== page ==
multiple sclerosis

A “Good-Bye Letter”

Discover Yourself with the Feldenkrais Method®

The following letter was written by a doctor who experienced a hereditary spine condition. He was a client of Carol Siddiqi, a trained practitioner of the Feldenkrais Method of Movement®. Carol worked with him for more than 8 years in the private Feldenkrais lessons called Functional Integration®. These lessons were tailored to his learning needs as Carol guided his movements through gentle non-invasive touching and words. The learning process was carried out without the use of any invasive or forceful procedure as he laid on a table or sat on a chair fully clothed. Over the many years working with Carol, his knowledge went far beyond the anatomy of his body. Read the following to hear his gratitude and the improvement of his physical condition.

Hi Carol,

This is a difficult note to write, but I’ve decided to discontinue our lessons. I find saying “good-bye” to you difficult because I deeply appreciate what you’ve taught me. You have inspired me and I respect and admire the person you are. Before I met you, I only knew I had ribs, shoulder blades, and a pelvis because I attended anatomy lab. Now, I can feel them and have techniques to free them up, not like you can, but I can “play” and make progress.

Some of the things I learned and am experiencing:
• I understand movement and walking so much better
• I can feel the unity of the body and the connectedness of the parts
• I’m always amazed how you work in one area and then I feel a softening and movement in another area
• I’m more confident walking
• Your stories of others striving to overcome disabilities, and seeing how you’ve responded to injuries has been inspirational

I’m so glad Dr. Feldenkrais devoted his life to developing these lessons, glad you found him and glad I found you. I feel the weight of responsibility to keep striving, playing, and working. I will keep you fresh in my mind as I do so.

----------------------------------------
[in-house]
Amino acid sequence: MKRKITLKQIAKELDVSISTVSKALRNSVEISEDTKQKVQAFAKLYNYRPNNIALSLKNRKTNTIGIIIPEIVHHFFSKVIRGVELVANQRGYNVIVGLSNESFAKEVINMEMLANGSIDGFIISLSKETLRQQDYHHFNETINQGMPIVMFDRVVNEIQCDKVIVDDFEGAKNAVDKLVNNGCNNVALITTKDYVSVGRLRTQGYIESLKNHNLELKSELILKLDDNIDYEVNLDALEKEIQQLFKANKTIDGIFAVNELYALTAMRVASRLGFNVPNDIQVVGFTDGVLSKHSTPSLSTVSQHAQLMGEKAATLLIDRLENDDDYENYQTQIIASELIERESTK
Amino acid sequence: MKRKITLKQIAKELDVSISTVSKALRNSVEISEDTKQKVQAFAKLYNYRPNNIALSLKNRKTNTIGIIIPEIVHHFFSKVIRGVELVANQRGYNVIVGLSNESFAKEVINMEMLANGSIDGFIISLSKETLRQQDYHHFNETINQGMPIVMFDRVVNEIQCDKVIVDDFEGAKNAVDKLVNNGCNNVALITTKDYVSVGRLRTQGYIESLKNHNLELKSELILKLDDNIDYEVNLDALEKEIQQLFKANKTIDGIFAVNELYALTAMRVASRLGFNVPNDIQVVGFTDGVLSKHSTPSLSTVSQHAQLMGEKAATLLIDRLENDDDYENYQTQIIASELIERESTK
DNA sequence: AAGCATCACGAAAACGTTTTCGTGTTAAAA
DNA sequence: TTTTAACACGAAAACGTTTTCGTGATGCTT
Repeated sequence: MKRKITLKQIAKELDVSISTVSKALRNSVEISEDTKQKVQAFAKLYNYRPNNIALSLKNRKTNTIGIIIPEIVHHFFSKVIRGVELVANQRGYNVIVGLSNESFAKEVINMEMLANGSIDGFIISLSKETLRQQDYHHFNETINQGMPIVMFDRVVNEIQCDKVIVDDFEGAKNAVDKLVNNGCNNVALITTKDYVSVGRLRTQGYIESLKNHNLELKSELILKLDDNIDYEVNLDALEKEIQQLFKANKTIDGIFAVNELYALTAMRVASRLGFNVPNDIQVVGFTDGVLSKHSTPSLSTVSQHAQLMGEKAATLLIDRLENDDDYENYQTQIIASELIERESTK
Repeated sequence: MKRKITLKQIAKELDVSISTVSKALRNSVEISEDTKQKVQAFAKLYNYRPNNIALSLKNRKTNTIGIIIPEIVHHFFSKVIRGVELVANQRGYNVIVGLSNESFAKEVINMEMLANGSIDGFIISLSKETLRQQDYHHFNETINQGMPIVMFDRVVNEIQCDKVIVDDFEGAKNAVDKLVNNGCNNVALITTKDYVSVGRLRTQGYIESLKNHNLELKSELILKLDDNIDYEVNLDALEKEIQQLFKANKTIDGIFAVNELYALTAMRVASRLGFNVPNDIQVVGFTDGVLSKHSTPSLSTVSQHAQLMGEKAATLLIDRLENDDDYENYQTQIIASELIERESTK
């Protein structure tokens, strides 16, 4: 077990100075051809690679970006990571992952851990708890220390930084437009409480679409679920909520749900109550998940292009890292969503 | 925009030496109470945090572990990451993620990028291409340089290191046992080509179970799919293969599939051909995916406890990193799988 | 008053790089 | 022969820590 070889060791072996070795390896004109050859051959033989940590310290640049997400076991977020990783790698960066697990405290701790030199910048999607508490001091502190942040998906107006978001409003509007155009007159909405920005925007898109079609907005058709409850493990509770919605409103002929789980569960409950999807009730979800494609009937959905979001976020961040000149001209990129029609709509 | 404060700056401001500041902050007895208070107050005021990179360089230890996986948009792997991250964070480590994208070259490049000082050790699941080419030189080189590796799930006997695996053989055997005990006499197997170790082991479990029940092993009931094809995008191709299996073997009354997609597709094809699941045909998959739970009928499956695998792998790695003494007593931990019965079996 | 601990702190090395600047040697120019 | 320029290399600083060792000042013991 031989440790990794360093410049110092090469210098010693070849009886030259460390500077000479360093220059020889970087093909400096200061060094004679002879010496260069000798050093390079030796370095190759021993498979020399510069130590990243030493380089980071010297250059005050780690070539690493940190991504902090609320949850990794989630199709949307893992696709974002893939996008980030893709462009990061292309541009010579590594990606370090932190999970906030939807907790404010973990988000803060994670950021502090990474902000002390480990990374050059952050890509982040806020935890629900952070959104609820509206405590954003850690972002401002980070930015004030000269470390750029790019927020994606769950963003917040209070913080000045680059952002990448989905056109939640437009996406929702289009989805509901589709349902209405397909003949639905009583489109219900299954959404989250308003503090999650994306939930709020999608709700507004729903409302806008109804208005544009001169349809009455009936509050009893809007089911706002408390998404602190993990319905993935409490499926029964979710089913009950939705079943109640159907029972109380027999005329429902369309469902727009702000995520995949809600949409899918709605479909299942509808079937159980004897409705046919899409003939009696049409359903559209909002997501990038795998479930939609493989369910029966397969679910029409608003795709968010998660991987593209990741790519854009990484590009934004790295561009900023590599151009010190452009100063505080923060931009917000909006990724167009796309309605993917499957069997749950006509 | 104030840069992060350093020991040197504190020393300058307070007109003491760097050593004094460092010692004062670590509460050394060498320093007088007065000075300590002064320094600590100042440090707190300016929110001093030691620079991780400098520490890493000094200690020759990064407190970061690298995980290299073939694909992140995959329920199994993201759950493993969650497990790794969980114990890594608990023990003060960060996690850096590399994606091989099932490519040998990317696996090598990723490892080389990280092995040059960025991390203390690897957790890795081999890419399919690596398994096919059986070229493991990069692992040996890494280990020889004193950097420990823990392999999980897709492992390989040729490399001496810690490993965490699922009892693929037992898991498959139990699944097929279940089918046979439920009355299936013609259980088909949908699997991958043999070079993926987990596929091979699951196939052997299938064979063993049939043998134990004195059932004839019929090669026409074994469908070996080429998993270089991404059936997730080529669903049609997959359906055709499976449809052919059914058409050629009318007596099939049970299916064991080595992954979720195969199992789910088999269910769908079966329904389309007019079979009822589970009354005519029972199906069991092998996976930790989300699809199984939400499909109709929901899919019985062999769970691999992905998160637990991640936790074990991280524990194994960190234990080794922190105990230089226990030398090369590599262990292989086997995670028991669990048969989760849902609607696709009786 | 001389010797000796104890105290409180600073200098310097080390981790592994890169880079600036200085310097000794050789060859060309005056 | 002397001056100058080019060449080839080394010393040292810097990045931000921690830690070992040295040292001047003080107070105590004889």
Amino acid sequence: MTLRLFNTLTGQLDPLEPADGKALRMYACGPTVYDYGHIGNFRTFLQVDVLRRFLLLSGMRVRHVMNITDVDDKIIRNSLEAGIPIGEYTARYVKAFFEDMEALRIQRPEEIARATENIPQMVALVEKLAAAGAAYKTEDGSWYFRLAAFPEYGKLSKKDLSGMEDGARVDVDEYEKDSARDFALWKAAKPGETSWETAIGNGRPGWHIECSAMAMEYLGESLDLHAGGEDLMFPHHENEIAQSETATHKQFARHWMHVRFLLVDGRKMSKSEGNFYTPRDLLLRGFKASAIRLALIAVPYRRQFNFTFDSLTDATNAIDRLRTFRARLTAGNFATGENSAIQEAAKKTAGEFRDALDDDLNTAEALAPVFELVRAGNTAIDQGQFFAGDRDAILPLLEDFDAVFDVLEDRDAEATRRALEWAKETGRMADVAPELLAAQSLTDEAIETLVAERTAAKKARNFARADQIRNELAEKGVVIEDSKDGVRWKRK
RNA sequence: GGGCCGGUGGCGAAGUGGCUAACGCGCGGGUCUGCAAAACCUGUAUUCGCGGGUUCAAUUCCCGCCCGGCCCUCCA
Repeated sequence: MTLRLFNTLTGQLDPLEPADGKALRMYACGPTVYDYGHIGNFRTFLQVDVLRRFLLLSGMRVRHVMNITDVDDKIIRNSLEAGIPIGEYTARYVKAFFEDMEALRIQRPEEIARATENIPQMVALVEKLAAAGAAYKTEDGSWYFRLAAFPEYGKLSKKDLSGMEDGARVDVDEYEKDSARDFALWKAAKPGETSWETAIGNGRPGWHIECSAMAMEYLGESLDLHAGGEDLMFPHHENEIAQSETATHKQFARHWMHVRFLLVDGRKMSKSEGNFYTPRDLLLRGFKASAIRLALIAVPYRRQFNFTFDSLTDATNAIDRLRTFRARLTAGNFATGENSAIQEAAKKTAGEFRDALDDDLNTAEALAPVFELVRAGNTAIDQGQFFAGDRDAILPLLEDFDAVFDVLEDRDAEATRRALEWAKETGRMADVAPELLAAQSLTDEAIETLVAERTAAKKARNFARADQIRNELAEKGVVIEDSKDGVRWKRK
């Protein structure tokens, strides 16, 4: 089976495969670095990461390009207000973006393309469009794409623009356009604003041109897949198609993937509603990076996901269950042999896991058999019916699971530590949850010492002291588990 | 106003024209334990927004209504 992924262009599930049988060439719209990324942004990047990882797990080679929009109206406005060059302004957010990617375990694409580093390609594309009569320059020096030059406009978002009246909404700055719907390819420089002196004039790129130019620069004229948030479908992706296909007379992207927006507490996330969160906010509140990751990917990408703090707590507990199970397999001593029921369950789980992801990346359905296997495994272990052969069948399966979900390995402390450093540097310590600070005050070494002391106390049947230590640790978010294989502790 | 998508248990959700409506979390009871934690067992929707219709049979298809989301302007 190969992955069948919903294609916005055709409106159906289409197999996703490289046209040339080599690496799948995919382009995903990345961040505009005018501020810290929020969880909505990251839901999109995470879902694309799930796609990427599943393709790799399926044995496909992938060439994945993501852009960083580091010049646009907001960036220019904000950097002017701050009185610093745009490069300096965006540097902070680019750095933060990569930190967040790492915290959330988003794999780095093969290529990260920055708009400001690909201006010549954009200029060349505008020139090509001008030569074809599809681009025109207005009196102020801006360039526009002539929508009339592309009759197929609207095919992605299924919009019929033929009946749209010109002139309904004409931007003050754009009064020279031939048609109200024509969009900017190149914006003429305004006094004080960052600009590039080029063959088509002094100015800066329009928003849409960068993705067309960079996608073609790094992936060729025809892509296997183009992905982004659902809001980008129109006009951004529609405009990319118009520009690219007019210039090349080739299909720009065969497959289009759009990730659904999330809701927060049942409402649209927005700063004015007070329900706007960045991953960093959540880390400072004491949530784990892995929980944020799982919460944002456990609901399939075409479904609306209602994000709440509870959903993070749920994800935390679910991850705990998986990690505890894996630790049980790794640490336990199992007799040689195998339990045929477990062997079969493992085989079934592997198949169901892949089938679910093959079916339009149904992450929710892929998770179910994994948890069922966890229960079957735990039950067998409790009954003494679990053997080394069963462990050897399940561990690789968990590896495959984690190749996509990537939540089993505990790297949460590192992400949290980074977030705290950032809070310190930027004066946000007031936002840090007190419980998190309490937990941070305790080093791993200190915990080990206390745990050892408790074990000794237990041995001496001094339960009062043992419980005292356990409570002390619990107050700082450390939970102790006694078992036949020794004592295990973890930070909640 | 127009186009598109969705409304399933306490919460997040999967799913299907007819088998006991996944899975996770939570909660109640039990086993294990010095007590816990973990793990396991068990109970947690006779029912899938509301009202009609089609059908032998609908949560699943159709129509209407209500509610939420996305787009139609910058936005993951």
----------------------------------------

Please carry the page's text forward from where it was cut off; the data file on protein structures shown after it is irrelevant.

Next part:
I wish you the very best of health and satisfaction and trust you know what a wonderful difference you’ve made in my life and, I have no doubt, in the lives of countless others. For me, you’ll always be the woman who can make floors and tables soft.

Thank you, Carol

Charles

The Feldenkrais Method® is a form of somatic education that uses gentle movement and directed attention to improve movement and enhance human functioning. With this Method, you can increase your range of motion, improve your flexibility and coordination, and rediscover your innate capacity for graceful, efficient movement.

By expanding the self-image through movement sequences, the Method enables you to include more of yourself in your movements. Students become aware of their habitual neuromuscular patterns and rigidities, and learn to move in new ways.

The Feldenkrais Method® helps those experiencing:

  • chronic or acute pain of the back, neck, shoulders, hips, legs, or knees
  • central nervous system conditions such as multiple sclerosis, cerebral palsy, and stroke
  • musicians, actors, and artist can extend their abilities and enhance their creativity
  • seniors enjoy using it to retain or regain their ability to move without strain or discomfort
  • healthy bodies, but wish to enhance their movement abilities